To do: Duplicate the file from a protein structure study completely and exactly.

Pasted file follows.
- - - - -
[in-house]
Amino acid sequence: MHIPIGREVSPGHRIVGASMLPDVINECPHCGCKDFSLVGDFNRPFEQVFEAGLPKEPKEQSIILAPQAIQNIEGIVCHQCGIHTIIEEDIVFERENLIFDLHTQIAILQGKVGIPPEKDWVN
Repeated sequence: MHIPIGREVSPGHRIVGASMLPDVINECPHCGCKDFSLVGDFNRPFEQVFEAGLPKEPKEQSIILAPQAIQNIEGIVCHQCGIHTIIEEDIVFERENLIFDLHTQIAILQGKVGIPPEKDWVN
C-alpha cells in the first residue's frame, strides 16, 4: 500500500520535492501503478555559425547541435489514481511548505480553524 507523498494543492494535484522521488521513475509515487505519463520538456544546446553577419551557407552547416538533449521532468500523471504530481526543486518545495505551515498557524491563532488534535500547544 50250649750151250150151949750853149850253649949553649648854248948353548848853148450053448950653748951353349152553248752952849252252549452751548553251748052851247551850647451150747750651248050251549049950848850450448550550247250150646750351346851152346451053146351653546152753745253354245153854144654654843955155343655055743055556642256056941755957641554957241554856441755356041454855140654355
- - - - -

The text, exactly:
[in-house]
Amino acid sequence: MHIPIGREVSPGHRIVGASMLPDVINECPHCGCKDFSLVGDFNRPFEQVFEAGLPKEPKEQSIILAPQAIQNIEGIVCHQCGIHTIIEEDIVFERENLIFDLHTQIAILQGKVGIPPEKDWVN
Repeated sequence: MHIPIGREVSPGHRIVGASMLPDVINECPHCGCKDFSLVGDFNRPFEQVFEAGLPKEPKEQSIILAPQAIQNIEGIVCHQCGIHTIIEEDIVFERENLIFDLHTQIAILQGKVGIPPEKDWVN
C-alpha cells in the first residue's frame, strides 16, 4: 500500500520535492501503478555559425547541435489514481511548505480553524 507523498494543492494535484522521488521513475509515487505519463520538456544546446553577419551557407552547416538533449521532468500523471504530481526543486518545495505551515498557524491563532488534535500547544 50250649750151250150151949750853149850253649949553649648854248948353548848853148450053448950653748951353349152553248752952849252252549452751548553251748052851247551850647451150747750651248050251549049950848850450448550550247250150646750351346851152346451053146351653546152753745253354245153854144654654843955155343655055743055556642256056941755957641554957241554856441755356041454855140654355